Just home from a crazy night at work...Hearing of gusts up to 100mph at the tower. All flights after 8pm diverted to FAI or ENA...Amazing stories from the pax of the last flight in tonight. Lots of debris flying from the roof, including satalite dishes...Windows blowing out.....Crazy times here in ANC...Heres the story...
Gale-force winds rip through Anchorage, close airport
Steve MacDonald and Meghan Waller
Anchorage, Alaska, March 12 - High winds toppled trees, knocked out power, ripped off roofs, broke windows and generally caused havoc in Anchorage and the Mat-Su Valley on Wednesday evening, as winds gusted well over 50 mph.
Stevens Anchorage International Airport closed Wednesday evening, and all incoming flights are being diverted to Fairbanks. Passengers are being turned away from the terminals until further notice.
At least one small plane was reported overturned, and owners are warned to be sure their aircraft are tied down.
A wildfire closed the Glenn Highway near the state fairgrounds in Palmer, and traffic was being rerouted.
Police were warning people to stay out of downtown Anchorage because of the danger of flying glass and other debris. It appeared most people were taking their advice because city streets Wednesday night looked like a ghost town. The few people who were out were running for cover.
"We've lost a couple of large plate glass windows from some of the businesses down here," said APD Lt. Caroline Stevens, sitting in her patrol car about 9 p.m. "There's so much debris flying around that we actually lost a patrol car, it's out of service right now because it had a windshield broken out. So it is dangerous to be out here right now."
It also could be dangerous to be inside. The fourth floor of Duke's Eighth Avenue Hotel was evacuated after the roof was torn off and the front glass door blown out and side windows smashed by the force of the wind.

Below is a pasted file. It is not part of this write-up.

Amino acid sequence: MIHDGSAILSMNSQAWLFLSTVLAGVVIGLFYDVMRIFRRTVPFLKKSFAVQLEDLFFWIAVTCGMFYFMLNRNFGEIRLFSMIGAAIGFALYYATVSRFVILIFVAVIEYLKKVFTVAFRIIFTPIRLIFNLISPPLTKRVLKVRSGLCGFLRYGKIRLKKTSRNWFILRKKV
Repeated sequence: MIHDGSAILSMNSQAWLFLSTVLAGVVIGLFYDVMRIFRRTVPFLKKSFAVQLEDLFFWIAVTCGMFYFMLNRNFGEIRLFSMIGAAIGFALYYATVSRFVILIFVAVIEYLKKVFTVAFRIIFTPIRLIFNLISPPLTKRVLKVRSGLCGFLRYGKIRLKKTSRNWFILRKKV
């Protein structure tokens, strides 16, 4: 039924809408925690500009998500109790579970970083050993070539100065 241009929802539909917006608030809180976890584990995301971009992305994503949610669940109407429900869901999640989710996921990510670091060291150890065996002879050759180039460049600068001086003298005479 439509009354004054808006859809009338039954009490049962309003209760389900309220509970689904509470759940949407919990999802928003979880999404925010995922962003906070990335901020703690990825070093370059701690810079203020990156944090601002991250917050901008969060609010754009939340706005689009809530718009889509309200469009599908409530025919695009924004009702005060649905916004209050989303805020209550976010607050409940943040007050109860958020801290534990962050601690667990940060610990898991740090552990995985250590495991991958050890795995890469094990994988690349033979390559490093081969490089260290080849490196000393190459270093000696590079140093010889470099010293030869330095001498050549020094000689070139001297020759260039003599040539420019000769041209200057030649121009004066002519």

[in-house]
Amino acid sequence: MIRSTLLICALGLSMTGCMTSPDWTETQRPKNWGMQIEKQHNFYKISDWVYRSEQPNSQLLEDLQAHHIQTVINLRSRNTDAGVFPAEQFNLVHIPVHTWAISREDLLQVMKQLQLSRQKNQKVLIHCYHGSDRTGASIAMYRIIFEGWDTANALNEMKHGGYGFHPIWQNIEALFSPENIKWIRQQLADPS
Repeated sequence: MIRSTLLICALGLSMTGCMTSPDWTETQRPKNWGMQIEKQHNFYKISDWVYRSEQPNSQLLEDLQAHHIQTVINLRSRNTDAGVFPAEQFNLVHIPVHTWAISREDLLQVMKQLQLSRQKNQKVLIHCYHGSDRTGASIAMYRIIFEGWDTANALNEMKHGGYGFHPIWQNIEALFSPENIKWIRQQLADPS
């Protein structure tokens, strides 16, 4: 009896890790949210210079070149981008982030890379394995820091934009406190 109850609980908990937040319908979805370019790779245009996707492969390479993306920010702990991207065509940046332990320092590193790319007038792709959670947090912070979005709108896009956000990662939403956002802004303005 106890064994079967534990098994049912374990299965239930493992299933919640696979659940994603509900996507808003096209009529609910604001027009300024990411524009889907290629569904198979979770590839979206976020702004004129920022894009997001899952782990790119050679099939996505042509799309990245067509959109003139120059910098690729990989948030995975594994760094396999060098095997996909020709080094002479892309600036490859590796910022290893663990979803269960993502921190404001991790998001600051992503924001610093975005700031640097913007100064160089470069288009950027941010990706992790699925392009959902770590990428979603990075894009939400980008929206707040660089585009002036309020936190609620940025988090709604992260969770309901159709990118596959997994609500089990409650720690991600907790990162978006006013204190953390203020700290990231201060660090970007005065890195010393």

"I've seen the wind before and a lot of alarm calls, but not to this extent, this much damage at one time," said Lt. Stevens. "Stay well-covered, shelter your faces, your eyes because we do have so much debris blowing around. Probably the damage that you'll see is abrasions to the eyes. There's glass in the air, there's volcanic ash in the air that's left over from last year. There's a tremendous amount of dirt because it's so dry right now."
Police said power lines were arcing throughout the Anchorage Bowl. They warn people that if power lines fall on your car, do not attempt to get out of the car.
Among other problems caused by the winds were health alerts and fire warnings.
The strong winds forced the Department of Environmental Conservation to issue an air quality advisory today for Anchorage, the Mat-Su Valley and the Kenai Peninsula.
An emergency room doctor at Alaska Regional Hospital said there was an increase Wednesday afternoon in cases of people suffering from respiratory ailments.
"We're also looking at volcanic ash that's left over from a few years ago. It's stirring around," said Dr. Don Hudson. "Some of the road dust is certainly out and about, and we're seeing a lot of that. And, of course, obviously all the virus and bacterial particles that are normally out and about this time of year are also being thrown into the mix."
Wednesday evening, the temperature was 6 degrees but the wind chill made it feel like 20 below.
The National Weather Service also declared a red flag fire warning Wednesday. The high winds, coupled with low humidity and dry conditions, have created a wildfire danger. The Anchorage Fire Department has banned all outdoor fires.
Several wildfires broke out Wednesday on the Kenai Peninsula, the worst of them a 30-acre blaze that scorched an area about 10 miles north of Anchor Point. Officials said high winds were helping spread those blazes, and the dry grass and beetle-killed spruce trees were providing lots of fuel.
Some people have been evacuated from subdivisions in the fire's path. Crews from Homer, Ninilchik and Anchor Point were battling the main blaze, which burned out of control several hours Wednesday afternoon, but by evening seemed to have been stopped at a road.
Gusts are expected to tape off Thursday to 25 to 30 mph, but no real relief from the winds is predicted until Friday night